John W. Conner

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Last Updated on May 6, 2015, by eNotes Editorial. Word Count: 435

Neufeld's masterful use of simple language [in Sleep Two, Three, Four!] to build suspense enhances the reading. The author rarely wastes words. His descriptions of events collide with one another or smoothly overlap, creating varying degrees of tension in a reader. Only once does the author's description of political events and feelings threaten to slow the pace of the novel. At this point Rafe, a nearly blind Indian, has provided shelter for the group in a secret cave. Rafe's explanation of political facts unknown to these young people reveals more background for their actions than the reader really needs to know.

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The simple purpose of the group's journey keeps the plot trim and direct. But the author develops his characters through their contributions to the rescue attempt. (p. 305)

Sleep Two, Three, Four! needs to be read in a single sitting. The characters plunge headlong into their adventure, too immature to fear the unknown, pursued by authority which they have been taught to trust. It is a world without customary restraints which John Neufeld has created. And in this world his characters must explore to find that which they can believe in. Adolescent readers will be entranced by the situation in Sleep Two, Three, Four! and will assess how they would react if placed in a similar situation. John Neufeld will make his readers cherish their ability to question and will make them uneasy about accepting seemingly easy solutions to sociological issues. (p. 306)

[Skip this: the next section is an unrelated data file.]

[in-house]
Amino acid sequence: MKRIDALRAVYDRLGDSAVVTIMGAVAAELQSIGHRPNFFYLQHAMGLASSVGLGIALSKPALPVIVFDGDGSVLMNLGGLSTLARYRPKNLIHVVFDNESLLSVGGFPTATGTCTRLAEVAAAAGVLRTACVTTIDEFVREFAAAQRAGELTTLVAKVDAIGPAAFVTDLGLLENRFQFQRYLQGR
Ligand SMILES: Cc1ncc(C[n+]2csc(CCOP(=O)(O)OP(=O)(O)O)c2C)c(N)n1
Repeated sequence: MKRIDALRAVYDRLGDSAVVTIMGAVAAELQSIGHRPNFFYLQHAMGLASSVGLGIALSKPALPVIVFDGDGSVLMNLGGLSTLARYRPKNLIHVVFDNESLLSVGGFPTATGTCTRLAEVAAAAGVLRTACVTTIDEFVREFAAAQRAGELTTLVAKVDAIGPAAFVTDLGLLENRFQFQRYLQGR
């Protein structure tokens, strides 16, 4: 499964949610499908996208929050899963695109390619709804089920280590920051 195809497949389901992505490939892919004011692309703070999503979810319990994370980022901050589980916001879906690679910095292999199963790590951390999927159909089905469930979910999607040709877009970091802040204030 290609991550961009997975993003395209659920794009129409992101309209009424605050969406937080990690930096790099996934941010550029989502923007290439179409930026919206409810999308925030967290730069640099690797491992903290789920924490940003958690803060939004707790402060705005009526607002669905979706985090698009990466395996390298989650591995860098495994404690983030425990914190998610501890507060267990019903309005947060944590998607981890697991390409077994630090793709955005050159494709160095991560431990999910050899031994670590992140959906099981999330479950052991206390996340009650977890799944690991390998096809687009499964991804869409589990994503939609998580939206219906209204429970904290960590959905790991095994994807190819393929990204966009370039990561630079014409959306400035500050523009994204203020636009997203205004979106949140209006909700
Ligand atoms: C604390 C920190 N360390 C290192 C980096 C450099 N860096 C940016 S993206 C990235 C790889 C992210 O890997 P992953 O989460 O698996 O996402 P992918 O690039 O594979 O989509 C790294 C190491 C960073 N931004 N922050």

John W. Conner, "Book Marks; 'Sleep Two, Three, Four!'" in English Journal (copyright © 1972 by the National Council of Teachers of English; reprinted by permission of the publisher and the author), Vol. 61, No. 2, February, 1972, pp. 305-06.

There is less novel and more problem orientation in [Freddy's Book, an] easygoing odyssey of a boy's search for the meaning of the word "fuck," than in any of Neufeld's previous problem novels. Still, readers a step or two ahead of Freddy will be amused by his frustrating bout with the librarian and the card catalog and his bemusement in the face of his mother's electric plug analogy and his friends' misinformation…. More important, boys in Freddy's shoes should be both reassured by the awareness that they are not alone in their perplexity and gradually enlightened along with Freddy…. Though perhaps undeserving of a fiction classification, this is a charmingly personalized approach to sex education, and it would probably be a big help to other Freddys to file at least a "see" card under the word they'll be looking up.

"Younger Non-Fiction: 'Freddy's Book'," in Kirkus Reviews (copyright © 1973 The Kirkus Service, Inc.). Vol. XLI, No. 15, August 1, 1973, p. 817.

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John W. Conner


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